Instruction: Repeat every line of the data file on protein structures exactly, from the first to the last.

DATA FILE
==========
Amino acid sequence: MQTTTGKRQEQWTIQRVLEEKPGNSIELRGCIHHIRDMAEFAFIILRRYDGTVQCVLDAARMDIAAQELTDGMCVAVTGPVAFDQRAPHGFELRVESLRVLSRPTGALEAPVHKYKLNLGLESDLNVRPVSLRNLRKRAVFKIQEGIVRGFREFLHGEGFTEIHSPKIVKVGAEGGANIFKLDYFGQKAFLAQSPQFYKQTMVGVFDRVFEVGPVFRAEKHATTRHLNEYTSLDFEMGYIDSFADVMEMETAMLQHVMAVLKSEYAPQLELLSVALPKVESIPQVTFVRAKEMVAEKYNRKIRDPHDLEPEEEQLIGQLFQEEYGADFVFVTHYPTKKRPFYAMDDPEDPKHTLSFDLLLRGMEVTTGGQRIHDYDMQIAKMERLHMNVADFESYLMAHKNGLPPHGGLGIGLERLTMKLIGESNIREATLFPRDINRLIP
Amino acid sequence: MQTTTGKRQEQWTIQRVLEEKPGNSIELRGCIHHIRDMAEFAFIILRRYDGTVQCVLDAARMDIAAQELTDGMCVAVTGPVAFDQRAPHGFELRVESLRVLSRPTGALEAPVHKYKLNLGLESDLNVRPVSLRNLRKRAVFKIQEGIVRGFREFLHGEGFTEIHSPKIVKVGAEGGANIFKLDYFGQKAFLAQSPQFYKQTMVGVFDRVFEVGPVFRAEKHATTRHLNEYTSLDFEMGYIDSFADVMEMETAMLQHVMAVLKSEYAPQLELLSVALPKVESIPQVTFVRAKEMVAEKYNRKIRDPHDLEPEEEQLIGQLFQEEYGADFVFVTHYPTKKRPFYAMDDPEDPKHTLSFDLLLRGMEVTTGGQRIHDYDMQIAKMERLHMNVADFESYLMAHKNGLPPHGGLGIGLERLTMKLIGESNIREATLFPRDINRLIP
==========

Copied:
Amino acid sequence: MQTTTGKRQEQWTIQRVLEEKPGNSIELRGCIHHIRDMAEFAFIILRRYDGTVQCVLDAARMDIAAQELTDGMCVAVTGPVAFDQRAPHGFELRVESLRVLSRPTGALEAPVHKYKLNLGLESDLNVRPVSLRNLRKRAVFKIQEGIVRGFREFLHGEGFTEIHSPKIVKVGAEGGANIFKLDYFGQKAFLAQSPQFYKQTMVGVFDRVFEVGPVFRAEKHATTRHLNEYTSLDFEMGYIDSFADVMEMETAMLQHVMAVLKSEYAPQLELLSVALPKVESIPQVTFVRAKEMVAEKYNRKIRDPHDLEPEEEQLIGQLFQEEYGADFVFVTHYPTKKRPFYAMDDPEDPKHTLSFDLLLRGMEVTTGGQRIHDYDMQIAKMERLHMNVADFESYLMAHKNGLPPHGGLGIGLERLTMKLIGESNIREATLFPRDINRLIP
Amino acid sequence: MQTTTGKRQEQWTIQRVLEEKPGNSIELRGCIHHIRDMAEFAFIILRRYDGTVQCVLDAARMDIAAQELTDGMCVAVTGPVAFDQRAPHGFELRVESLRVLSRPTGALEAPVHKYKLNLGLESDLNVRPVSLRNLRKRAVFKIQEGIVRGFREFLHGEGFTEIHSPKIVKVGAEGGANIFKLDYFGQKAFLAQSPQFYKQTMVGVFDRVFEVGPVFRAEKHATTRHLNEYTSLDFEMGYIDSFADVMEMETAMLQHVMAVLKSEYAPQLELLSVALPKVESIPQVTFVRAKEMVAEKYNRKIRDPHDLEPEEEQLIGQLFQEEYGADFVFVTHYPTKKRPFYAMDDPEDPKHTLSFDLLLRGMEVTTGGQRIHDYDMQIAKMERLHMNVADFESYLMAHKNGLPPHGGLGIGLERLTMKLIGESNIREATLFPRDINRLIP